Our study supports the findings from many studies from HICs and a few studies in LMICs that have demonstrated a significant change in knowledge and presence of injury hazards following dissemination of targeted childhood injury prevention information [10,12,13,14,15]. In this pilot study, it appeared that in-home tutorials are the most effective method for information dissemination, although the use of an educational pamphlet also showed positive impact. There are of course other considerations (resource needs, literacy requirements, etc.) that should be taken into account when choosing to use an in-home tutorial or an educational pamphlet in other areas within Pakistan or in other LMIC settings. Future studies in LMIC settings should focus on assessment of both of these types of tools, and also explore the use of educational pamphlets by healthcare providers as is commonly done in HICs. A larger randomized trial could be helpful in comparing these two information dissemination methods; future trials should address the limitations encountered in this study as well as conduct pre-trial assessments of the target populations to assess characteristics such as literacy level.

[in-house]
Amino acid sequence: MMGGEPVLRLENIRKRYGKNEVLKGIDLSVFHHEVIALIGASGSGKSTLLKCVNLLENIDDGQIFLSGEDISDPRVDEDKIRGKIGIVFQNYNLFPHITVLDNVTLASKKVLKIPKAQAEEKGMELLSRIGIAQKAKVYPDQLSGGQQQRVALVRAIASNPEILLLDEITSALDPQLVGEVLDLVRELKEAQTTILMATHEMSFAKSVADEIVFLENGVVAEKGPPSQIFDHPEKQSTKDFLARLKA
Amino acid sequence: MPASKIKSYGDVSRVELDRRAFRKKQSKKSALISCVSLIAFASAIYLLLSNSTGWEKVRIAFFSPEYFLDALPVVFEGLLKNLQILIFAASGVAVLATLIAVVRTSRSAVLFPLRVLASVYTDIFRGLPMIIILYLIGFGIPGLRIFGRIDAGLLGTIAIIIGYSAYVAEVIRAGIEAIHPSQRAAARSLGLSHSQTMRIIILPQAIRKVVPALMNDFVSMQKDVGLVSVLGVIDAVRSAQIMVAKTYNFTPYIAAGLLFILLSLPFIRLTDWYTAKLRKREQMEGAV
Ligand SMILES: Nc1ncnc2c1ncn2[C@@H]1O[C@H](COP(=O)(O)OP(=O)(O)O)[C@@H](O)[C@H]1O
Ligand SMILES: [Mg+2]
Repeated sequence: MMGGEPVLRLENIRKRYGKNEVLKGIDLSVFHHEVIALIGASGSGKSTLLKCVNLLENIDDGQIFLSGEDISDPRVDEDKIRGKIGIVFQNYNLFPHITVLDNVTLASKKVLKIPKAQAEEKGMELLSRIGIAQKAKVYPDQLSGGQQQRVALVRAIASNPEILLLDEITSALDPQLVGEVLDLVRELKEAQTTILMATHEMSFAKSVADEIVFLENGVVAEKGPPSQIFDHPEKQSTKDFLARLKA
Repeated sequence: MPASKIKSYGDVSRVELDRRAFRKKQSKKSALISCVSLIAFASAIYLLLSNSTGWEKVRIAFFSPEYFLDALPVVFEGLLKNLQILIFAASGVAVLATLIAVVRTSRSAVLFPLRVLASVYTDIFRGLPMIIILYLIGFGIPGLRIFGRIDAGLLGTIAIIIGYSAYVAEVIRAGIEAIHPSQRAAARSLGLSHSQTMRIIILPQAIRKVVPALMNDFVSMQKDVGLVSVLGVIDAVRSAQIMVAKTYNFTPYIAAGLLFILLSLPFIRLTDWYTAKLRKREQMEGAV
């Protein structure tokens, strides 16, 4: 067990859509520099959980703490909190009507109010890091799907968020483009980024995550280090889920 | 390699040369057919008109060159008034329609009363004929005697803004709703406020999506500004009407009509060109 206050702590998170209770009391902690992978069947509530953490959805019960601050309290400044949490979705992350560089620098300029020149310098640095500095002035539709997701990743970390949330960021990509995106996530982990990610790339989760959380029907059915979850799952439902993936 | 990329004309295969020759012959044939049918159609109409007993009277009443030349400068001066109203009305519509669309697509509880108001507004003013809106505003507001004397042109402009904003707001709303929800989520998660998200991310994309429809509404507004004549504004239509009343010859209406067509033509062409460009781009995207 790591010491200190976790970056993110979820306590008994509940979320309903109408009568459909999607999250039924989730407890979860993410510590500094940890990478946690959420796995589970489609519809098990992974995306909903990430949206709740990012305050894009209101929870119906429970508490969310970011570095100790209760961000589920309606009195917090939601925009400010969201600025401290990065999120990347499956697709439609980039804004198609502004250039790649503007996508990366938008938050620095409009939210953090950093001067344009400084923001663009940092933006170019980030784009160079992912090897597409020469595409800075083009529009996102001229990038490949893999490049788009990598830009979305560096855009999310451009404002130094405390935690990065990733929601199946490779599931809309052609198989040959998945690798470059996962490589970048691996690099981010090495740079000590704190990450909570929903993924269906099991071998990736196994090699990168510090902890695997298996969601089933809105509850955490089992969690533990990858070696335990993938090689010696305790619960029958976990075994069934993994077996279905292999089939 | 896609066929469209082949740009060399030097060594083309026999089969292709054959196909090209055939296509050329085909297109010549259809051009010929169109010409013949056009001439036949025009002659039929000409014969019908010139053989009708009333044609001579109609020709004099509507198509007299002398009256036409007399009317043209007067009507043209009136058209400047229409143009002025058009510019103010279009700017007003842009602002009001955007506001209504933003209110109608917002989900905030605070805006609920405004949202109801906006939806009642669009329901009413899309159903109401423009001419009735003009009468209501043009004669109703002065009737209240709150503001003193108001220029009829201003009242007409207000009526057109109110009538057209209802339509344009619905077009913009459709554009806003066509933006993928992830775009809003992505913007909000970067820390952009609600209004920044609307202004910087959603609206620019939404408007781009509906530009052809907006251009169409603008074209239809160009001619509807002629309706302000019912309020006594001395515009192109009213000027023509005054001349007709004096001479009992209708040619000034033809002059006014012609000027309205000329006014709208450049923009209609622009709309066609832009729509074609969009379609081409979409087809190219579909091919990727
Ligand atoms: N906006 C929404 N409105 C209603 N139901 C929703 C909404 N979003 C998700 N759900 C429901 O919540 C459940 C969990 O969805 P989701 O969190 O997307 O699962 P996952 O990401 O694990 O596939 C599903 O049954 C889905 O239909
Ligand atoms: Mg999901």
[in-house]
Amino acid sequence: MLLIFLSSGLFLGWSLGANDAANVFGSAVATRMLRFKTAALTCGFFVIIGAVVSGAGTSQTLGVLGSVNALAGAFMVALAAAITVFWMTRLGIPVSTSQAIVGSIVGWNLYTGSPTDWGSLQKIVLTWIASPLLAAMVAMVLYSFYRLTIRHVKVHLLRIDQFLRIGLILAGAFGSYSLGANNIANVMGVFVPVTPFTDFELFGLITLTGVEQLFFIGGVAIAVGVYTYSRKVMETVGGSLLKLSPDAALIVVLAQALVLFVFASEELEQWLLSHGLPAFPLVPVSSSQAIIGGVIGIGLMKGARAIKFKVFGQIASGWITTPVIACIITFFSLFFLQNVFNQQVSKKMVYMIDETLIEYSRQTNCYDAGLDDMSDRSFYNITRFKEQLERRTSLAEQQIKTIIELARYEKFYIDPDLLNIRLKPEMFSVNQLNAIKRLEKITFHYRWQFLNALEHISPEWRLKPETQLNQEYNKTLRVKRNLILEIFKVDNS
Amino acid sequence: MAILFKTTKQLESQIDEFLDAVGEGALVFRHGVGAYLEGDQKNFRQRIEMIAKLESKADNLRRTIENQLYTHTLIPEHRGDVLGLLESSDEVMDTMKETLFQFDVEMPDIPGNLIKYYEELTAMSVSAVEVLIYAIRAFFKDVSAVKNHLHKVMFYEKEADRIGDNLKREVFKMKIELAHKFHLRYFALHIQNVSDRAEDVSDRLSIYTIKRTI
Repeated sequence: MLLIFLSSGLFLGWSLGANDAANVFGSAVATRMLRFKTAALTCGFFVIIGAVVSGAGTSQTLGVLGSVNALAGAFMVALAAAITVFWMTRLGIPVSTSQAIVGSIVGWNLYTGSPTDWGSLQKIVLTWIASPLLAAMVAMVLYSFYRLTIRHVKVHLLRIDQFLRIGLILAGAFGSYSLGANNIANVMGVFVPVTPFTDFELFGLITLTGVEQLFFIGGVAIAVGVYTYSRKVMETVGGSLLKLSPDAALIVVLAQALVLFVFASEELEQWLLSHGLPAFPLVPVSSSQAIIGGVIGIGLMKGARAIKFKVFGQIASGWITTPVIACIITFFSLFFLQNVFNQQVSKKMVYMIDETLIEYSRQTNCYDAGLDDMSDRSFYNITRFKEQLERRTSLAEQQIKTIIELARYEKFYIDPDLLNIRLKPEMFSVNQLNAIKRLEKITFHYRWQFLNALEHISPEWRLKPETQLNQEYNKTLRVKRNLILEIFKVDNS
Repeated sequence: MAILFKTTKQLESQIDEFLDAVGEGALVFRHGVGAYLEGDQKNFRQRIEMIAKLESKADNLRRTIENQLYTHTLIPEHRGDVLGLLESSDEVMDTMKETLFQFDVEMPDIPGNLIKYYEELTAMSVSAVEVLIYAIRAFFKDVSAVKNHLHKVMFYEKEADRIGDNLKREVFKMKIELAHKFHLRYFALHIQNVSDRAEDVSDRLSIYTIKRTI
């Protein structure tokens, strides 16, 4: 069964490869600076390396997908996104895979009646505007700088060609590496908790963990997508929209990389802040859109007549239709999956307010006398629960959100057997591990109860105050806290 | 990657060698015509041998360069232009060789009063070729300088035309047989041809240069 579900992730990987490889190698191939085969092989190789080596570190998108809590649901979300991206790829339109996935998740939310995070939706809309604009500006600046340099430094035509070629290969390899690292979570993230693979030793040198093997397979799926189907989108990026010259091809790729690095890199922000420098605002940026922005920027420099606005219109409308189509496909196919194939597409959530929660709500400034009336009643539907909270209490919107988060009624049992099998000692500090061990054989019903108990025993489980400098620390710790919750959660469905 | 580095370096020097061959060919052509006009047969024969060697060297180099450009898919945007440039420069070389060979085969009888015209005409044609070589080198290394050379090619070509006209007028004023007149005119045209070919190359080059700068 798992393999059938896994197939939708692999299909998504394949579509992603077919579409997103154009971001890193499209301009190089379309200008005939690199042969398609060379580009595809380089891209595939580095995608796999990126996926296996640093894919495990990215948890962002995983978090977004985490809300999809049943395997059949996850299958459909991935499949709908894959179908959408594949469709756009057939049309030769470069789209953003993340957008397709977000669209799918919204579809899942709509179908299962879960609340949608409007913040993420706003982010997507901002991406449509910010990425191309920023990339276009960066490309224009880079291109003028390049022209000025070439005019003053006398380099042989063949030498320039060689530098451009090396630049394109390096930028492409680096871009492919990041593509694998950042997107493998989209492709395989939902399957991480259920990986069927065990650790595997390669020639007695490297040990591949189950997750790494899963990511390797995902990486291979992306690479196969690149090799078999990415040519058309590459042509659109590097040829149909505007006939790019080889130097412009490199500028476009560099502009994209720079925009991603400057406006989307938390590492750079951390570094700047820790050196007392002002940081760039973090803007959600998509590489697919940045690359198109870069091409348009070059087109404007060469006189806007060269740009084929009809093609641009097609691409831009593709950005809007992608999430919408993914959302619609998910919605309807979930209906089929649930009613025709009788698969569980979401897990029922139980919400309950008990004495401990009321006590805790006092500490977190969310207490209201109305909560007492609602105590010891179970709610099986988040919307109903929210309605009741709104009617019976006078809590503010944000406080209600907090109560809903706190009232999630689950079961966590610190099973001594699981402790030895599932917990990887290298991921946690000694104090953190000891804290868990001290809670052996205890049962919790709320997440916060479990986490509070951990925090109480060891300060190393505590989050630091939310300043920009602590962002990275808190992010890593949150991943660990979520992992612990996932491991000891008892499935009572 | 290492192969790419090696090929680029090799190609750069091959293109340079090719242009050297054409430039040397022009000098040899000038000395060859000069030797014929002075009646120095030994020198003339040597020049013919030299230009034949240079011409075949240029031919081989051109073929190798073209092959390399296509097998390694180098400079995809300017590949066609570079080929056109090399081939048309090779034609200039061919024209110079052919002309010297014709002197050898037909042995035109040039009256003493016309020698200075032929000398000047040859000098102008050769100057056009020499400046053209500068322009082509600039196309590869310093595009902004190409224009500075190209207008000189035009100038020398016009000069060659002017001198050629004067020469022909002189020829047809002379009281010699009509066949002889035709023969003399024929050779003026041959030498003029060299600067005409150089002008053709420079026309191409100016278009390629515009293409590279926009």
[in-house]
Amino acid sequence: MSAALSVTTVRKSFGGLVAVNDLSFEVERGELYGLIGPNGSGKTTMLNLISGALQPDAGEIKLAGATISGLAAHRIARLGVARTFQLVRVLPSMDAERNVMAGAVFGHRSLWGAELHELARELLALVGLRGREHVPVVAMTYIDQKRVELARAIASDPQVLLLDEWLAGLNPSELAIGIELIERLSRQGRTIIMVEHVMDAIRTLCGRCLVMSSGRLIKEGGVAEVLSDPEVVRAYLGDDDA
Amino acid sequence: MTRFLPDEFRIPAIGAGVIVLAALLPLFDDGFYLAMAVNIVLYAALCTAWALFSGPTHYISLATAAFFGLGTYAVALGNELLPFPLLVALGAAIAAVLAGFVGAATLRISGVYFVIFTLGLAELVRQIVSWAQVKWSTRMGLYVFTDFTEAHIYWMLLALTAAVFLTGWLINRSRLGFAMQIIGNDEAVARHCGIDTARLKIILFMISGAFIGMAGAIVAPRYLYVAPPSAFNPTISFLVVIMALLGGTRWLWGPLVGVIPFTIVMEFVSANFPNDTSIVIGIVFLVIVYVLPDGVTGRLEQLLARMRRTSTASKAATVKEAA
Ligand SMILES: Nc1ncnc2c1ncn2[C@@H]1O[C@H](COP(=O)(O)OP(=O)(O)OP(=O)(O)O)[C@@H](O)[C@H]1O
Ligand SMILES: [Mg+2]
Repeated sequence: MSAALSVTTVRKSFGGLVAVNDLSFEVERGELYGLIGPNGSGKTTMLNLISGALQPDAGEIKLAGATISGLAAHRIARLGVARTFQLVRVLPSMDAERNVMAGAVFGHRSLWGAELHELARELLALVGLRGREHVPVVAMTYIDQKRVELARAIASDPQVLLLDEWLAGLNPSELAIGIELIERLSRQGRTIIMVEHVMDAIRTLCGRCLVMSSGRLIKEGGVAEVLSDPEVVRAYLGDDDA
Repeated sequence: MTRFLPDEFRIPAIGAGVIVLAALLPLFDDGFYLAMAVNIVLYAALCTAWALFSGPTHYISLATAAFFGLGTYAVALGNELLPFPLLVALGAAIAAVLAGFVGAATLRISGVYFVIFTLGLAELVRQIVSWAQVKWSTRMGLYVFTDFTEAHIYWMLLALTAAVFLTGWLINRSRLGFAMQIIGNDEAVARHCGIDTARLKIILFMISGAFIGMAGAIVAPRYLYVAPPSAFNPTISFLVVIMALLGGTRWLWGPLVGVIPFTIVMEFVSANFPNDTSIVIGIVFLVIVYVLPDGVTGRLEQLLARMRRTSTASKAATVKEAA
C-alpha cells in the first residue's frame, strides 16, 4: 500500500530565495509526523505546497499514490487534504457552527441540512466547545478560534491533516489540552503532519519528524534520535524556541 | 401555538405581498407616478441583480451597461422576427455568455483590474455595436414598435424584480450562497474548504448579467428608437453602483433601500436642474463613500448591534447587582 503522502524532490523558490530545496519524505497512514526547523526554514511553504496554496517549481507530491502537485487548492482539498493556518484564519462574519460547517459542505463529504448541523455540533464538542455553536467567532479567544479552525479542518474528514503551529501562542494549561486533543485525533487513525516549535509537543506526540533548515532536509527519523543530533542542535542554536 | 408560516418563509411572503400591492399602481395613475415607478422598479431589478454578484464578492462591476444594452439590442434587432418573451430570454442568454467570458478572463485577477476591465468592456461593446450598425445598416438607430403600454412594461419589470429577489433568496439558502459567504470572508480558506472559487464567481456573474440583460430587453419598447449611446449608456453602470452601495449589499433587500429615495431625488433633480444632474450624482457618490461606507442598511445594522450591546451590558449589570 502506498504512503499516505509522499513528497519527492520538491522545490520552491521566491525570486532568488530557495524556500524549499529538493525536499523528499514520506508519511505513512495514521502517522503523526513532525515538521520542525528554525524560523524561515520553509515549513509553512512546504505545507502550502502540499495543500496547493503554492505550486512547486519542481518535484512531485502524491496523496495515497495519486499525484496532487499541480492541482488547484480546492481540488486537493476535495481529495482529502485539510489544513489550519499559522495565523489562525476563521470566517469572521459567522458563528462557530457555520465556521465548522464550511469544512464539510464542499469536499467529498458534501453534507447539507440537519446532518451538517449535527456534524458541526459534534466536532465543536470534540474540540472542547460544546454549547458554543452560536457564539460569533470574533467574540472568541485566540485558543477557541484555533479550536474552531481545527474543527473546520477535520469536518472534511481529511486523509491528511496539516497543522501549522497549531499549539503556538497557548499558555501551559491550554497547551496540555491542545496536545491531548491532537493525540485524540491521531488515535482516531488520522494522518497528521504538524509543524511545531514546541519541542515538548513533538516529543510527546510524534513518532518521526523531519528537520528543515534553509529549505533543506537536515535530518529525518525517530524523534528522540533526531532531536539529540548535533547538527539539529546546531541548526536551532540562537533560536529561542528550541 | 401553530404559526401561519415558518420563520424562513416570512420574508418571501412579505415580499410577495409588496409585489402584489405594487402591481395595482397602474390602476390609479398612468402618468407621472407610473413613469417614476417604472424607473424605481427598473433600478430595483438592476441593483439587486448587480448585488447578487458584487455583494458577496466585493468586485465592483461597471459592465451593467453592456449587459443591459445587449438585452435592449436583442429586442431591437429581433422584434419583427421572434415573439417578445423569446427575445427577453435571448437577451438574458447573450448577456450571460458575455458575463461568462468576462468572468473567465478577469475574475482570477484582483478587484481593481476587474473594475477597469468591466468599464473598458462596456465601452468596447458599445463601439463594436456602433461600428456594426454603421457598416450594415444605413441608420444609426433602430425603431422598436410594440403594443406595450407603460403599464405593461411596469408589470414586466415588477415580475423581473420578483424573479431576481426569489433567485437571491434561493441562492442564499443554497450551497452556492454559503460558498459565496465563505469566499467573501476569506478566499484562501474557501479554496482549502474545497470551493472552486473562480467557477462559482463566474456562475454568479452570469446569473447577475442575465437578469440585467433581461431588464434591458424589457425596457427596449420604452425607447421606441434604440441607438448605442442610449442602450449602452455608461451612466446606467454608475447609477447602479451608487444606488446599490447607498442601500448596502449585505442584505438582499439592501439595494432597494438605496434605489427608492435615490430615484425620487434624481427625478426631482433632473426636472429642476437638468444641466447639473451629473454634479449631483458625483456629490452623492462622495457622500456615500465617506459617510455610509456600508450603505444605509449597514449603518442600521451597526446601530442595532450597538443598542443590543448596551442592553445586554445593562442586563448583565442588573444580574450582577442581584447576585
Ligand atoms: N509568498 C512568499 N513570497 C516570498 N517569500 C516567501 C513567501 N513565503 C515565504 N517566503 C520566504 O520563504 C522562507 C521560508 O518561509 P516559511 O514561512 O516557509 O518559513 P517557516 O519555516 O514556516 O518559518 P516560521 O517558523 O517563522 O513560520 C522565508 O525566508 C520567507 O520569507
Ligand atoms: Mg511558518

The development of effective home hazard reduction educational materials could have significant impact on the burden of home injuries in children particularly in lower-income countries such as Pakistan. These advances would heed the call by the World Health Organization for more targeted interventions to address the global burden of child injuries.
This work was supported by the World Health Organization’s Division of Violence and Injury Prevention, and the Johns Hopkins Center for Global Health. AAH, URK, and JAR were also partially supported by the Fogarty International Center of the US National Institutes of Health, Grant Number D43-TW007-292. AC was also partially supported by the Fogarty International Center of the US National Institutes of Health, Grant Number D43-TW007-292Z.